Co, BT, Goodwin, DW, Gado, M, Mikhael, M, Hill, SY (1977). Absence of cerebral atrophy in chronic cannabis users. Evaluation by computerized transaxial tomography. Journal of the American Medical Association 237, 12291230.CrossRefGoogle ScholarPubMed
Crippa, JA, Lacerda, AL, Amaro, E, Busatto, FG, Zuardi, AW, Bressan, RA (2005). Brain effects of cannabis – neuroimaging findings [in Portuguese]. Revista Brasileira de Psiquiatria 27, 7078.CrossRefGoogle Scholar
Crippa, JA, Zuardi, AW, Garrido, GE, Wichert-Ana, L, Guarnieri, R, Ferrari, L, Azevedo-Marques, PM, Hallack, JE, McGuire, PK, Filho Busatto, G (2004). Effects of cannabidiol (CBD) on regional cerebral blood flow. Neuropsychopharmacology 29, 417426.CrossRefGoogle ScholarPubMed
DeLisi, LE (2008). The effect of cannabis on the brain: can it cause brain anomalies that lead to increased risk for schizophrenia? Current Opinion in Psychiatry 21, 140150.CrossRefGoogle ScholarPubMed
DeLisi, LE, Bertisch, HC, Szulc, KU, Majcher, M, Brown, K, Bappal, A, Ardekani, BA (2006). A preliminary DTI study showing no brain structural change associated with adolescent cannabis use. Harm Reduction Journal 3, 17.CrossRefGoogle ScholarPubMed
Eldreth, DA, Matochik, JA, Cadet, JL, Bolla, KI (2004). Abnormal brain activity in prefrontal brain regions in abstinent marijuana users. Neuroimage 23, 914920.CrossRefGoogle ScholarPubMed
Freund, TF, Katona, I, Piomelli, D (2003). Role of endogenous cannabinoids in synaptic signaling. Physiological Reviews 83, 10171066.CrossRefGoogle ScholarPubMed
Fusar-Poli, P, Crippa, JA, Bhattacharyya, S, Borgwardt, SJ, Allen, P, Martin-Santos, R, Seal, M, Surguladze, SA, O'Carrol, C, Atakan, Z, Zuardi, AW, McGuire, PK (2009). Distinct effects of (delta)9-tetrahydrocannabinol and cannabidiol on neural activation during emotional processing. Archives of General Psychiatry 66, 95105.CrossRefGoogle ScholarPubMed
Gonzalez, R (2007). Acute and non-acute effects of cannabis on brain functioning and neuropsychological performance. Neuropsychology Review 17, 347361.CrossRefGoogle ScholarPubMed
Gorelick, DA, Heishman, SJ (2006). Methods for clinical research involving cannabis administration. Methods in Molecular Medicine 123, 235253.Google ScholarPubMed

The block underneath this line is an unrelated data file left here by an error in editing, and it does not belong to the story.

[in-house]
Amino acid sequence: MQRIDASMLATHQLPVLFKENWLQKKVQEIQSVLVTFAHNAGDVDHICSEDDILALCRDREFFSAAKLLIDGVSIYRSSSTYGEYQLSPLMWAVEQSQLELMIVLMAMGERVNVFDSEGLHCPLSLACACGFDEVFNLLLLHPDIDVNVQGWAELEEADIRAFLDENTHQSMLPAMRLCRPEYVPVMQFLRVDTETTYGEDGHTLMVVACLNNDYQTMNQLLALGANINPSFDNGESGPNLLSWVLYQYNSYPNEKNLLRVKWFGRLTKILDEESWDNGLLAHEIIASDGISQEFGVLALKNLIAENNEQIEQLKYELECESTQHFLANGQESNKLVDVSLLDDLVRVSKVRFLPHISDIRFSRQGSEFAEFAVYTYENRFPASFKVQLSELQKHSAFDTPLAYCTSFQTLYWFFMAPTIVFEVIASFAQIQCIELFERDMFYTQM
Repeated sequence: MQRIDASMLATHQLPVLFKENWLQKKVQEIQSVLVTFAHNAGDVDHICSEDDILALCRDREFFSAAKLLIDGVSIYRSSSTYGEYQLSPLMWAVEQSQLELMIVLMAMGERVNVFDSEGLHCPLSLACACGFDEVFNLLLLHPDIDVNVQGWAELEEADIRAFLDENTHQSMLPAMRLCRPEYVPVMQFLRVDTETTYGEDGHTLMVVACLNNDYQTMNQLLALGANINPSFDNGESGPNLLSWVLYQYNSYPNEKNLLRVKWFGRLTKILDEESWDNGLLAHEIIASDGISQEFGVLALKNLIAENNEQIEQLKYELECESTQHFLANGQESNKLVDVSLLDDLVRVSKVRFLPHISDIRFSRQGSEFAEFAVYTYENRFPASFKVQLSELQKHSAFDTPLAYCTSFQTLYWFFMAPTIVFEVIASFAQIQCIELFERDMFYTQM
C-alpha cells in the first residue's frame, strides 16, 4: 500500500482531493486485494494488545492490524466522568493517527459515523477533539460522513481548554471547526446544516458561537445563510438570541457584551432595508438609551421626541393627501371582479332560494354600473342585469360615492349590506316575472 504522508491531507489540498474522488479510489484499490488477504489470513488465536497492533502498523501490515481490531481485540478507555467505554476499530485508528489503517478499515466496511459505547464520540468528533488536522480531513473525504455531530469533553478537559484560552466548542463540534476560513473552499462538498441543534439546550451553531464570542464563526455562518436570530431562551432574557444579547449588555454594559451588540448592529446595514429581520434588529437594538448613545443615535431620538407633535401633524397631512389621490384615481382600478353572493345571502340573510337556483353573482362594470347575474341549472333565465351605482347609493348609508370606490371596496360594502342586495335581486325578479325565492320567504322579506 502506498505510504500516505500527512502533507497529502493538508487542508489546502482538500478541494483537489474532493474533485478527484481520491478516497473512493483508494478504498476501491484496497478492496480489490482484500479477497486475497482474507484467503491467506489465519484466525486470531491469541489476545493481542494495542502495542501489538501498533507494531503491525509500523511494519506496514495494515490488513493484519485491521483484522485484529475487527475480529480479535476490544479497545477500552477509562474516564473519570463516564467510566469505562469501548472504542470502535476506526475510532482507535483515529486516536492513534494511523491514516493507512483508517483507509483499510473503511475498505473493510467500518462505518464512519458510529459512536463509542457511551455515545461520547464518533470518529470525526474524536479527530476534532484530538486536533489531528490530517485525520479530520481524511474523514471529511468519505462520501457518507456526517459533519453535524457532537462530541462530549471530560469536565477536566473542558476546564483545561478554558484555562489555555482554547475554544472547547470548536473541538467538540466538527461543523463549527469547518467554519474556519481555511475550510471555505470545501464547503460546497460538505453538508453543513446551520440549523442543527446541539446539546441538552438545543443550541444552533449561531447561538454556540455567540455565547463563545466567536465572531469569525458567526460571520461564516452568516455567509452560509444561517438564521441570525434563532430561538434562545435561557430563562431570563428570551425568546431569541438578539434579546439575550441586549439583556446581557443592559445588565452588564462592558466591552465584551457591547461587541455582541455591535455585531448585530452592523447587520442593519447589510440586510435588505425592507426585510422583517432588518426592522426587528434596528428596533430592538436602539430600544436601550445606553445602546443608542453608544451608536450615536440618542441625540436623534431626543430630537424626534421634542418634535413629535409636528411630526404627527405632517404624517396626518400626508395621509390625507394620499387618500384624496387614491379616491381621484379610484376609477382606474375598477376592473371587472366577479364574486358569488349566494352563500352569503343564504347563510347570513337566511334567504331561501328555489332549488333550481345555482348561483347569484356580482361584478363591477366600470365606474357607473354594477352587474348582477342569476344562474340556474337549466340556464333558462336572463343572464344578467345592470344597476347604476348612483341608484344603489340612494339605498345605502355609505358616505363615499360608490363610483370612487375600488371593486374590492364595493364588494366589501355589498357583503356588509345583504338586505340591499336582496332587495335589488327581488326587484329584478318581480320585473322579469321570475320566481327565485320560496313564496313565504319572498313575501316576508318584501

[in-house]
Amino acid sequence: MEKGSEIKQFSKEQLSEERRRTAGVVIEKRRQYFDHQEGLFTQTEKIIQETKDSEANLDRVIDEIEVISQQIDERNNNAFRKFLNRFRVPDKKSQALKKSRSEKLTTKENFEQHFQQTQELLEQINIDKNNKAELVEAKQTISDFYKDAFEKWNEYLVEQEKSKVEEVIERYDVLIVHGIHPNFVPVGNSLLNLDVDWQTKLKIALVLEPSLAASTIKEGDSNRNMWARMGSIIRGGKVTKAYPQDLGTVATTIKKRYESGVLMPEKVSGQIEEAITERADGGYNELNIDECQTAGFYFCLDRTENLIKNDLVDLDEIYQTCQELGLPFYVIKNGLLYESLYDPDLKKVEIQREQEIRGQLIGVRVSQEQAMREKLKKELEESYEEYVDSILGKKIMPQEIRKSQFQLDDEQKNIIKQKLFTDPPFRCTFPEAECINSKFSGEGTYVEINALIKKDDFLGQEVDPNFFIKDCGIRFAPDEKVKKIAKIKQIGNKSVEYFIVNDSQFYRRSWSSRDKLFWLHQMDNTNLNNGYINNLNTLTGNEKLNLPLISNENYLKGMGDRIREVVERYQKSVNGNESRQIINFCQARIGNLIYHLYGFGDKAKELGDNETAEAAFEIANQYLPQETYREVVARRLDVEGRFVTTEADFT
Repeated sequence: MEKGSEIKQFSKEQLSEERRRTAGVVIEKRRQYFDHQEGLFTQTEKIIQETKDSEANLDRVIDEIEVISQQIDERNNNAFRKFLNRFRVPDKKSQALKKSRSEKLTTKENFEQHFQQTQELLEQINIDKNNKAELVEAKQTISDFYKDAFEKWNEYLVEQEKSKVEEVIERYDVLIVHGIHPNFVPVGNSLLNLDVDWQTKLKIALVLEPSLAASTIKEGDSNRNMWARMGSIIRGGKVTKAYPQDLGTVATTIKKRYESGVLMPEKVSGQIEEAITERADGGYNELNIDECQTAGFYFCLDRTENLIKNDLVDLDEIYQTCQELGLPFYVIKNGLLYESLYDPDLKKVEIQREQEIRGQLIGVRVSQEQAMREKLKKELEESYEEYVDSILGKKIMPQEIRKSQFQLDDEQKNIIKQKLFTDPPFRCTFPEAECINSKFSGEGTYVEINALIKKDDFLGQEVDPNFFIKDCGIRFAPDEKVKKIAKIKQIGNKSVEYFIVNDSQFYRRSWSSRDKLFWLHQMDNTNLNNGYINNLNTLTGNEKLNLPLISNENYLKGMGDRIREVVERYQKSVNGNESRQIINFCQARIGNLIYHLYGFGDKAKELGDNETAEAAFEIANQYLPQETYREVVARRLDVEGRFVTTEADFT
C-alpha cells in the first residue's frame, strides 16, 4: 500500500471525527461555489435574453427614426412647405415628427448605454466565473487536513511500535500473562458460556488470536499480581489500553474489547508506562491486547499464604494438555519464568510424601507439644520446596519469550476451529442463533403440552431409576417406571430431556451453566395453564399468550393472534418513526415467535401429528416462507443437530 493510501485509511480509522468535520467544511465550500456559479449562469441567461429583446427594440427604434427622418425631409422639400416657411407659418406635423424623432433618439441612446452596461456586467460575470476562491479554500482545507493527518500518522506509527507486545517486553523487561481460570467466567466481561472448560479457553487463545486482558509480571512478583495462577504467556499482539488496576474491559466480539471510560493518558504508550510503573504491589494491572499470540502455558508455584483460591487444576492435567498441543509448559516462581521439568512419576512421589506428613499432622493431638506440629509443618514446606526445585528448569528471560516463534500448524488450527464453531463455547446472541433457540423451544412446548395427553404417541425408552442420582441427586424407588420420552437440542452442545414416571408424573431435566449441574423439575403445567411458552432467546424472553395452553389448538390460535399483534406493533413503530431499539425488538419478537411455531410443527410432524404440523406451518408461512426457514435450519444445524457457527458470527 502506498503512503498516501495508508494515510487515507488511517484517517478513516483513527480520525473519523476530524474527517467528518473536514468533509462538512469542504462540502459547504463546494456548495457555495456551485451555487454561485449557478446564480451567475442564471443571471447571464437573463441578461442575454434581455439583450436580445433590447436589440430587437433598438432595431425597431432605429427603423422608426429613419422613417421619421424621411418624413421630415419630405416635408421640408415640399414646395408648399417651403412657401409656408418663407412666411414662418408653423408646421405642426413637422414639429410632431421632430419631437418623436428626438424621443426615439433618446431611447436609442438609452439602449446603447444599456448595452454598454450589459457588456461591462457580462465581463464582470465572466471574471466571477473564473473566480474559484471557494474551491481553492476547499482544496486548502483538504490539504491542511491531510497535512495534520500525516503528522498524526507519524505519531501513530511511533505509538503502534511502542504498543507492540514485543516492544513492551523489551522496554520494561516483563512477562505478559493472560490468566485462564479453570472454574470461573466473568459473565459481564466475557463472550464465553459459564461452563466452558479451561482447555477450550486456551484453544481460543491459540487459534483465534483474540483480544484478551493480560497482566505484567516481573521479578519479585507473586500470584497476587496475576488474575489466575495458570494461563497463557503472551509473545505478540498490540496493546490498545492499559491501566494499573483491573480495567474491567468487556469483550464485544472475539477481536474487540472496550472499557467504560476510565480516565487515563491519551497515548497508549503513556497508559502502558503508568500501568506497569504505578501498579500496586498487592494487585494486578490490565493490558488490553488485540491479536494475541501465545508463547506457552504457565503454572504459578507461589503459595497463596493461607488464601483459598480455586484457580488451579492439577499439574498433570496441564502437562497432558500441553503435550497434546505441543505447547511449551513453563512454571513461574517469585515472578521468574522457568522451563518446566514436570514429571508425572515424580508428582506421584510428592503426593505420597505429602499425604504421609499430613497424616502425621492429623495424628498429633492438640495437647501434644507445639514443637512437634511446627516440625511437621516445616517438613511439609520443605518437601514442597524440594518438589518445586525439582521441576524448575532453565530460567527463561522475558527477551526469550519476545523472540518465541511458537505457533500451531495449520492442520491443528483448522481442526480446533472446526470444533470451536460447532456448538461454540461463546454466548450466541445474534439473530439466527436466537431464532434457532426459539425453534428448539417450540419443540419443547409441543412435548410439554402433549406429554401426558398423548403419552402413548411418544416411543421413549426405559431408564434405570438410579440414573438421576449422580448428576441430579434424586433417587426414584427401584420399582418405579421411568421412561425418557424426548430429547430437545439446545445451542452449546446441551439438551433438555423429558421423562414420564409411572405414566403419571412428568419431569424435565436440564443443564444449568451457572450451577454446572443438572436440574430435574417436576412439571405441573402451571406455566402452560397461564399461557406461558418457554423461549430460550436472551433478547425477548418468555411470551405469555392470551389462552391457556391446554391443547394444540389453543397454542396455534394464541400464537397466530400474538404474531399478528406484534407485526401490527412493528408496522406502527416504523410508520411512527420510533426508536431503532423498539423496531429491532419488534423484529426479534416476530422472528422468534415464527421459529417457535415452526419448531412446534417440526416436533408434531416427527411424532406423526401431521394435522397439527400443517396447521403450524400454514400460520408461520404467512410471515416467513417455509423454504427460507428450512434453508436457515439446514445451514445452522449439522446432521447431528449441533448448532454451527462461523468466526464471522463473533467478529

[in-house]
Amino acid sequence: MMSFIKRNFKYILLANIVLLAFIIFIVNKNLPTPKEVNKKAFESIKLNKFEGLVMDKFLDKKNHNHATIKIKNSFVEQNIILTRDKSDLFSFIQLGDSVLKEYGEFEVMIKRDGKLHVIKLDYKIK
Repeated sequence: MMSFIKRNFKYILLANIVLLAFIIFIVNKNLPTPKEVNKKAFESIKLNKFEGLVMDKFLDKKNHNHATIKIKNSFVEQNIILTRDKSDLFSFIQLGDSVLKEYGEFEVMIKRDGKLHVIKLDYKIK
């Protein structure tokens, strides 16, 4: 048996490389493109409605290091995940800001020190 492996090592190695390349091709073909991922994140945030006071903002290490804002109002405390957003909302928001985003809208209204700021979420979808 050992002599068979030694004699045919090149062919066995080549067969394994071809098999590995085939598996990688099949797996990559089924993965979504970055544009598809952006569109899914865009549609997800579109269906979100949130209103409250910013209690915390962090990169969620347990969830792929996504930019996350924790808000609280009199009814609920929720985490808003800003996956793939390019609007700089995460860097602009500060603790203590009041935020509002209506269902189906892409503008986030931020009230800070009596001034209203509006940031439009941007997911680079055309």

Gruber, SA, Yurgelun-Todd, DA (2005). Neuroimaging of marijuana smokers during inhibitory processing: a pilot investigation. Brain Research. Cognitive Brain Research 23, 107118.CrossRefGoogle ScholarPubMed
Hall, W, Solowij, N (1998). Adverse effects of cannabis. Lancet 352, 16111616.CrossRefGoogle ScholarPubMed
Hannerz, J, Hindmarsh, T (1983). Neurological and neuroradiological examination of chronic cannabis smokers. Annals of Neurology 13, 207210.CrossRefGoogle ScholarPubMed
Hermann, D, Sartorius, A, Welzel, H, Walter, S, Skopp, G, Ende, G, Mann, K (2007). Dorsolateral prefrontal cortex N-acetylaspartate/total creatine (NAA/tCr) loss in male recreational cannabis users. Biological Psychiatry 61, 12811289.CrossRefGoogle ScholarPubMed
Hirst, RA, Lambert, DG, Notcutt, WG (1998). Pharmacology and potential therapeutic uses of cannabis. British Journal of Anaesthesia 81, 7784.CrossRefGoogle ScholarPubMed
Hollister, LE (1986). Health aspects of cannabis. Pharmacological Reviews 38, 120.Google ScholarPubMed
Jacobsen, LK, Mencl, WE, Westerveld, M, Pugh, KR (2004). Impact of cannabis use on brain function in adolescents. Annals of the New York Academy of Sciences 1021, 384390.CrossRefGoogle ScholarPubMed
Jacobsen, LK, Pugh, KR, Constable, RT, Westerveld, M, Mencl, WE (2007). Functional correlates of verbal memory deficits emerging during nicotine withdrawal in abstinent adolescent cannabis users. Biological Psychiatry 61, 3140.CrossRefGoogle ScholarPubMed
Jager, G, Kahn, RS, Van Den Brink, W, Van Ree, JM, Ramsey, NF (2006). Long-term effects of frequent cannabis use on working memory and attention: an fMRI study. Psychopharmacology (Berlin) 185, 358368.CrossRefGoogle ScholarPubMed
Jager, G, Van Hell, HH, De Win, MM, Kahn, RS, Van Den Brink, W, Van Ree, JM, Ramsey, NF (2007). Effects of frequent cannabis use on hippocampal activity during an associative memory task. Journal of the European College of Neuropsychopharmacology 17, 289297.CrossRefGoogle ScholarPubMed
Kanayama, G, Rogowska, J, Pope, HG, Gruber, SA, Yurgelun-Todd, DA (2004). Spatial working memory in heavy cannabis users: a functional magnetic resonance imaging study. Psychopharmacology (Berlin) 176, 239247.CrossRefGoogle ScholarPubMed